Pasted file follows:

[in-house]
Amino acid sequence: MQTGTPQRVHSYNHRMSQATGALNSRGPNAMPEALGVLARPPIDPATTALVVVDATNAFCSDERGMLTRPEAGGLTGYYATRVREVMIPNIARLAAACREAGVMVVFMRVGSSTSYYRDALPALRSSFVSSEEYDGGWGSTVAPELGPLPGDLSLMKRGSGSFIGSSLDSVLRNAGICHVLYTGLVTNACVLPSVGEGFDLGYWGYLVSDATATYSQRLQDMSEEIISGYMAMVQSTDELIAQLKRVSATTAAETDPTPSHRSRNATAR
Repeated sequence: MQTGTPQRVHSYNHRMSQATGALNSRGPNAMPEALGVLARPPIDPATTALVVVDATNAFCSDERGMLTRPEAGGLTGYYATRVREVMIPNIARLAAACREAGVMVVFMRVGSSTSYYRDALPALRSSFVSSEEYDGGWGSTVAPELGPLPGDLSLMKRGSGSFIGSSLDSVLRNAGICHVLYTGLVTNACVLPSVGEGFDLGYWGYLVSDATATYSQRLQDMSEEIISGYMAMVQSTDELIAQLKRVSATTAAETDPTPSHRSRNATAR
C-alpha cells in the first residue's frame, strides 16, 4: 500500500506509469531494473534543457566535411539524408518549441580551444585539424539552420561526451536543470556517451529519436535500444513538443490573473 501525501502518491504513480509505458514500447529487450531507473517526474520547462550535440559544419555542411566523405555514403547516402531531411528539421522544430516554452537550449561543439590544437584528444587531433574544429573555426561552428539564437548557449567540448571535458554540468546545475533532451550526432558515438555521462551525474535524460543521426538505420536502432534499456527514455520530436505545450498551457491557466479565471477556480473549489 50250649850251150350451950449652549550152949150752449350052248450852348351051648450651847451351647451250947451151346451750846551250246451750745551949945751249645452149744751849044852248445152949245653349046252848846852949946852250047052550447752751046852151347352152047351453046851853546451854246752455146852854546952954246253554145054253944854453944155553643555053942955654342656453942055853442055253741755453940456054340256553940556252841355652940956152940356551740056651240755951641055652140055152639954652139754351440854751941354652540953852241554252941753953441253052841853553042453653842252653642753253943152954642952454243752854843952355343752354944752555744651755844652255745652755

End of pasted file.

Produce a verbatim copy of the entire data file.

[in-house]
Amino acid sequence: MQTGTPQRVHSYNHRMSQATGALNSRGPNAMPEALGVLARPPIDPATTALVVVDATNAFCSDERGMLTRPEAGGLTGYYATRVREVMIPNIARLAAACREAGVMVVFMRVGSSTSYYRDALPALRSSFVSSEEYDGGWGSTVAPELGPLPGDLSLMKRGSGSFIGSSLDSVLRNAGICHVLYTGLVTNACVLPSVGEGFDLGYWGYLVSDATATYSQRLQDMSEEIISGYMAMVQSTDELIAQLKRVSATTAAETDPTPSHRSRNATAR
Repeated sequence: MQTGTPQRVHSYNHRMSQATGALNSRGPNAMPEALGVLARPPIDPATTALVVVDATNAFCSDERGMLTRPEAGGLTGYYATRVREVMIPNIARLAAACREAGVMVVFMRVGSSTSYYRDALPALRSSFVSSEEYDGGWGSTVAPELGPLPGDLSLMKRGSGSFIGSSLDSVLRNAGICHVLYTGLVTNACVLPSVGEGFDLGYWGYLVSDATATYSQRLQDMSEEIISGYMAMVQSTDELIAQLKRVSATTAAETDPTPSHRSRNATAR
C-alpha cells in the first residue's frame, strides 16, 4: 500500500506509469531494473534543457566535411539524408518549441580551444585539424539552420561526451536543470556517451529519436535500444513538443490573473 501525501502518491504513480509505458514500447529487450531507473517526474520547462550535440559544419555542411566523405555514403547516402531531411528539421522544430516554452537550449561543439590544437584528444587531433574544429573555426561552428539564437548557449567540448571535458554540468546545475533532451550526432558515438555521462551525474535524460543521426538505420536502432534499456527514455520530436505545450498551457491557466479565471477556480473549489 50250649850251150350451950449652549550152949150752449350052248450852348351051648450651847451351647451250947451151346451750846551250246451750745551949945751249645452149744751849044852248445152949245653349046252848846852949946852250047052550447752751046852151347352152047351453046851853546451854246752455146852854546952954246253554145054253944854453944155553643555053942955654342656453942055853442055253741755453940456054340256553940556252841355652940956152940356551740056651240755951641055652140055152639954652139754351440854751941354652540953852241554252941753953441253052841853553042453653842252653642753253943152954642952454243752854843952355343752354944752555744651755844652255745652755